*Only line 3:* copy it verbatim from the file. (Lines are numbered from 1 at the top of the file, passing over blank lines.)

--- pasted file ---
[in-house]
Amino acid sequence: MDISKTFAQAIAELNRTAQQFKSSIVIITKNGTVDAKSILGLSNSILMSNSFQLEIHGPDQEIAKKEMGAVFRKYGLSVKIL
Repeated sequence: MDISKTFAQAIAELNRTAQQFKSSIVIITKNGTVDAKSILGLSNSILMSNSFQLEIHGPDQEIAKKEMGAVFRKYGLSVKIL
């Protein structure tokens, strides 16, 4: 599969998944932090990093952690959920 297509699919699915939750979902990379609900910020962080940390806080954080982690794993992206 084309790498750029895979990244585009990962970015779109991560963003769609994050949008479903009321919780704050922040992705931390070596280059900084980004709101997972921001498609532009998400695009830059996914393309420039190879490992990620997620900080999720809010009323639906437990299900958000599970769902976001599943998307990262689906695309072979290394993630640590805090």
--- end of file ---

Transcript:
Repeated sequence: MDISKTFAQAIAELNRTAQQFKSSIVIITKNGTVDAKSILGLSNSILMSNSFQLEIHGPDQEIAKKEMGAVFRKYGLSVKIL